Our homes offer the perfect location for wasps to build a nest in spring and a safe spot for new queen wasps to hibernate over winter. Follow these steps to stop unwanted ‘guests’ moving in.
Maintain your building: The most common way wasps, and other nuisance pests, gain entry inside buildings are via cracks and deteriorating patches. Examine the roof and walls of your house, and seal up any openings. You can also use insect mesh to safely cover air bricks and cable points to stop wasps coming inside.
De-clutter your home: Dispose of any unused boxes in your roof, garage or shed as these are ideal locations for wasps to build their nests.
Install equipment: You may have frequent problems in the kitchen with wasps, as the smell of food tempts insects to the area. Installing screens on windows and doors will stop wasps entering your home, while allowing your outdoor access points to be kept opened when needed.
Check for wasp nests: In early spring, wasp nests are small (often the size of a golf ball). This is a good time to treat a wasp nest and minimise the risk of multiple wasp stings. If you discover a wasp nest inside your home don’t seal up the entrance point. Wasps will find another way to access the nest, such as navigating through vents or even chewing through dry wall! This will leave you with an even bigger problem on your hands.
Wasps are a natural part of our ecosystem and often forage for food and supplies in our gardens. If you are concerned about the number of stinging insects you have noticed you can take steps to reduce wasp activity.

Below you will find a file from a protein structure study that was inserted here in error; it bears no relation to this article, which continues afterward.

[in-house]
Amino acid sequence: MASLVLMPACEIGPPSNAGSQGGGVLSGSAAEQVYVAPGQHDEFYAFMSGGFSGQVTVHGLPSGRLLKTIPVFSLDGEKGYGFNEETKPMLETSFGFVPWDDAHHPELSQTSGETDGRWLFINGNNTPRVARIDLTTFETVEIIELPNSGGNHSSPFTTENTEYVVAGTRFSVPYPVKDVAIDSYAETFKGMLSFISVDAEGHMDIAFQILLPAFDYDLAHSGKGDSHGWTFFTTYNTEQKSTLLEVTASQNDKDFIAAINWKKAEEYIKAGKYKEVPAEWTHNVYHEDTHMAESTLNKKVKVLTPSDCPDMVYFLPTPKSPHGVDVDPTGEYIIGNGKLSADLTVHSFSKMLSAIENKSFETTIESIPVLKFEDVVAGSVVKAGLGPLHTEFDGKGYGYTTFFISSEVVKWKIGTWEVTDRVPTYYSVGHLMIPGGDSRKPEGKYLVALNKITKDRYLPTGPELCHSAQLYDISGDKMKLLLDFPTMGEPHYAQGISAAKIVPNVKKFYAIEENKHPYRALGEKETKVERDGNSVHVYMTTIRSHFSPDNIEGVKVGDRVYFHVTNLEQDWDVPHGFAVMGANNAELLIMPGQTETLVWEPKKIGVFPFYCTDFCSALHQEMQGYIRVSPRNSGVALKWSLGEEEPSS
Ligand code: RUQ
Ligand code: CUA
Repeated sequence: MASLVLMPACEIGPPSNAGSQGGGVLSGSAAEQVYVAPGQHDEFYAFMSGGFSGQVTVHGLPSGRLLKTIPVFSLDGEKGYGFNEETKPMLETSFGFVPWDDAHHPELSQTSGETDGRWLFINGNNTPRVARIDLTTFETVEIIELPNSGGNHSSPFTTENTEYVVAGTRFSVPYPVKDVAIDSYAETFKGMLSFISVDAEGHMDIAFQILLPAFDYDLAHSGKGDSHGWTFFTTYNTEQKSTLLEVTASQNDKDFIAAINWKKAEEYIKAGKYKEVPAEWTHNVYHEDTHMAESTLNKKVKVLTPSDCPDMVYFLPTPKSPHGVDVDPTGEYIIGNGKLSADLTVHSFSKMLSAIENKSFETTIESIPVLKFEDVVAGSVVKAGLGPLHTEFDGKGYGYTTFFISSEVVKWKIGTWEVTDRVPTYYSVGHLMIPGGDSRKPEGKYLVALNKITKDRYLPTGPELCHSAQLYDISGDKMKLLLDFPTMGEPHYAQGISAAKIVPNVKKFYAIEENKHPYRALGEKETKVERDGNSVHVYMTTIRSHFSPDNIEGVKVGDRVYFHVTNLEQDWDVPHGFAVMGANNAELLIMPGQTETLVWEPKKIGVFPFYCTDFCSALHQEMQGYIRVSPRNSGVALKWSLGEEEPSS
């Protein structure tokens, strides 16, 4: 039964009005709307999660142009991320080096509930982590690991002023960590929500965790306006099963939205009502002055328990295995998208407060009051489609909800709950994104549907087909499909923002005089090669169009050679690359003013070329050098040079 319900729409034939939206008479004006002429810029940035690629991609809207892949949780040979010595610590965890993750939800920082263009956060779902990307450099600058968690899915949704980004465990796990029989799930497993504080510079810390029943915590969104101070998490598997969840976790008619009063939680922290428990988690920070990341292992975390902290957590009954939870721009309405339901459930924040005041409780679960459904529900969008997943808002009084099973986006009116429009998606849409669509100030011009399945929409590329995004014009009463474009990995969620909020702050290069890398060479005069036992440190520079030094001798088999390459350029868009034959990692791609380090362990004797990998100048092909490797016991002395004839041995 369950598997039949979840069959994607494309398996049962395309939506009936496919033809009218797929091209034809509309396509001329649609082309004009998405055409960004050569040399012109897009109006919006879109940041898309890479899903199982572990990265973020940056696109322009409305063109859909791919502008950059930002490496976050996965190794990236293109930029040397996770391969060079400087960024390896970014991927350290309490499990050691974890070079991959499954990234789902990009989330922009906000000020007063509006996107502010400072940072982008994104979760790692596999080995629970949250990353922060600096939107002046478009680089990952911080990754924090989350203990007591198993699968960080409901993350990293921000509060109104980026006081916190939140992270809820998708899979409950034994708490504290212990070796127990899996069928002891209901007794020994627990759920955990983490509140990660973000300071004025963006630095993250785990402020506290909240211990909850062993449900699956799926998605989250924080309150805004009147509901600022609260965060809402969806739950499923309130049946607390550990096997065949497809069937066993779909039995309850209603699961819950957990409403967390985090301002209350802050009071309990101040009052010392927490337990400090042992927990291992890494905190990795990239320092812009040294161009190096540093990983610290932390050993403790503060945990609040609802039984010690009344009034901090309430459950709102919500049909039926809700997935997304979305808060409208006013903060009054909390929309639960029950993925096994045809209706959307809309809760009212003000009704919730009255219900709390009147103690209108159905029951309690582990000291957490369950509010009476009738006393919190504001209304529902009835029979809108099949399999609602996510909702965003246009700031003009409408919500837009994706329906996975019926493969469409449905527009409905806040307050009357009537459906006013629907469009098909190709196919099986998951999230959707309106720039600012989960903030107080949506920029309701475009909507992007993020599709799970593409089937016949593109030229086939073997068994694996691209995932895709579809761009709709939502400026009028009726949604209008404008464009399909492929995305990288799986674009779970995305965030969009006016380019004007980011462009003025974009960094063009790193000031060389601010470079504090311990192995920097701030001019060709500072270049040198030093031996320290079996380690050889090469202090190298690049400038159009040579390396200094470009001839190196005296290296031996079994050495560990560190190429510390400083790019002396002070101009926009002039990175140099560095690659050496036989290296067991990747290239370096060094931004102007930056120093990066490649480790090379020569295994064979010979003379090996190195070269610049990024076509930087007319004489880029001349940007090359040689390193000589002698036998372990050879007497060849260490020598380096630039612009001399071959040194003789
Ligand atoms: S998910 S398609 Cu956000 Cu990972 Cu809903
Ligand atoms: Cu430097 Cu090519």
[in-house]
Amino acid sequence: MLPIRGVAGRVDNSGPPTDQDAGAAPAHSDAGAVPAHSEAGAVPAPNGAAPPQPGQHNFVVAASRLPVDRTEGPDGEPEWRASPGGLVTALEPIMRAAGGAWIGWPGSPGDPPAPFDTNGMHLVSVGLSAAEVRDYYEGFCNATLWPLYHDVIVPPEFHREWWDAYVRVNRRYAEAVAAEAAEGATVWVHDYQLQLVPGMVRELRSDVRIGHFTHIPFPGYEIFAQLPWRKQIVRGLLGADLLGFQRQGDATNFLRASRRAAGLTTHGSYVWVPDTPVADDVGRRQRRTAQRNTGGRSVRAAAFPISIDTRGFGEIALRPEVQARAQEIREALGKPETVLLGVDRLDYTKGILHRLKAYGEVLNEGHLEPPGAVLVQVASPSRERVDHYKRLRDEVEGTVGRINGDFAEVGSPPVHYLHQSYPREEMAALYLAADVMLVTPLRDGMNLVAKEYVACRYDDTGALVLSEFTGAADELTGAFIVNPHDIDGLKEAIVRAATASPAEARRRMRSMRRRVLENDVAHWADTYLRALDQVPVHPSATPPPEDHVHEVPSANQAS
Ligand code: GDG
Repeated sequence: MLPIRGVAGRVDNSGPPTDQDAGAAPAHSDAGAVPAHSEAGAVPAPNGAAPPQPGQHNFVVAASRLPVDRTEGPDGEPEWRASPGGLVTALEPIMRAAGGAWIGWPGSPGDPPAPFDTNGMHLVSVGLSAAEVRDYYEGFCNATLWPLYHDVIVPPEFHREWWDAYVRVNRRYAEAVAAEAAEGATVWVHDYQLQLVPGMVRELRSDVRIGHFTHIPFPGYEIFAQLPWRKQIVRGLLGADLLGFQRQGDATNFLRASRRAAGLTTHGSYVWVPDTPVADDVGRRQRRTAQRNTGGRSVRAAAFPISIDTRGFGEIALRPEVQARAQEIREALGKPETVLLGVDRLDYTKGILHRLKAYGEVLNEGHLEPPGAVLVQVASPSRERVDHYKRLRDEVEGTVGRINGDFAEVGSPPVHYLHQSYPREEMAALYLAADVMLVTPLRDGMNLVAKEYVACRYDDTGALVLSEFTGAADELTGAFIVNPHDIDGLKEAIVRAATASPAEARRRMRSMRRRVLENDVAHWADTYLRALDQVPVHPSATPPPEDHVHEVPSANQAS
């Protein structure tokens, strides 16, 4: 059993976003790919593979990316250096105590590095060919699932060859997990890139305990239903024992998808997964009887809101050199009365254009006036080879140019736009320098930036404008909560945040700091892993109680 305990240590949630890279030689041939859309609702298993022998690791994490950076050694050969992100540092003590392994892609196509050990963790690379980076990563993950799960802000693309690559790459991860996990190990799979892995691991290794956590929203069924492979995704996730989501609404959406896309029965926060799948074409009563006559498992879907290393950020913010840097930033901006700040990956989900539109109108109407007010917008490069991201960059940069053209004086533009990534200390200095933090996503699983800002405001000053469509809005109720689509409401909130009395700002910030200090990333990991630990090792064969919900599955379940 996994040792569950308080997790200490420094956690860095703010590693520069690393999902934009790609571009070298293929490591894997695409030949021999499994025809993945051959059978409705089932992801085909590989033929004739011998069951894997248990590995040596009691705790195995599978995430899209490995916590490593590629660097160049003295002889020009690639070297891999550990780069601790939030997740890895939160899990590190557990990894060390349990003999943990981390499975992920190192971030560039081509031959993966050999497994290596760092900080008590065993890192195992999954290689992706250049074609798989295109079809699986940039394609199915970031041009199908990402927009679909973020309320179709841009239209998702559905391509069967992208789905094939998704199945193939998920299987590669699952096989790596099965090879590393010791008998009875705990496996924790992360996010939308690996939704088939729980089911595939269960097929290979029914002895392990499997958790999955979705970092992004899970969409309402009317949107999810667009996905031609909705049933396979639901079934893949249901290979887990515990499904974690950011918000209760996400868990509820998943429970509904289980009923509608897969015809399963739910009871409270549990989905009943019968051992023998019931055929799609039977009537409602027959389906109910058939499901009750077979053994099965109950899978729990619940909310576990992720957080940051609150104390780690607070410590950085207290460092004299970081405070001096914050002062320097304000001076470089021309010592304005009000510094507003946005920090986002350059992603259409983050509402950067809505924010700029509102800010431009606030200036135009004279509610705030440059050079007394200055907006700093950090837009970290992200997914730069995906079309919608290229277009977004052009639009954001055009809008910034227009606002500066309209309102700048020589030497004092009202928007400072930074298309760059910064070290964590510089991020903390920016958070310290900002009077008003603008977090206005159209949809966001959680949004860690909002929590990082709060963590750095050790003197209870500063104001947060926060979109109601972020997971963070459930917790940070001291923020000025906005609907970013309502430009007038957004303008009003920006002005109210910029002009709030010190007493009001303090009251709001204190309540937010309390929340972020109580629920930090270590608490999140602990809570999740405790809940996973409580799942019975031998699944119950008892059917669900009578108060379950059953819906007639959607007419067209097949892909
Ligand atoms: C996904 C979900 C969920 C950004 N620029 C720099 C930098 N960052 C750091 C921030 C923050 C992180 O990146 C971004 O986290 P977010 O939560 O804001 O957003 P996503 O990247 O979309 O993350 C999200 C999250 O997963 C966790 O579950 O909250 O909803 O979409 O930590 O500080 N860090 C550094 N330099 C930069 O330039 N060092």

Keep clean: Exposed human food and rubbish will attempt wasps to the area. Ensure your bins are not overflowing, and are a safe distance from your windows. Each bin lid should also be tightly secured without any wear or tear on the side of your bins. Don’t forgot to maintain high levels of hygiene indoors – avoid leaving out food & drinks or having sugary residue left on surfaces for a long period of time. Check that the insects have not crawled into your drink before you take a sip!
Look after your garden: Over-ripe vegetables or fruit are prime targets for wasps. Do not let your hard efforts go to waste and harvest your produce before it rots! If you’re having trouble with a compost pile attracting too many wasps consider composting indoors. Another suggestion is to apply a wood treatment product to wooden sheds, fence panels and other garden furniture. As wasps strip the wood to use as construction material to build their nest.
Invest in a wasp trap: If you spend a lot of time outside or notice wasp activity in a specific area consider purchasing a wasp trap. There are a variety of wasp traps available to catch and kill the insects.
Try essential oils: An alternative natural solution to deter wasps are essential oils. Dab a combination of essential oils, such as clover, germanium and lemongrass, on your windows and doors. Alternatively add a mint and rosemary plant to your garden, especially if you have sweet smelling plants or fruit trees.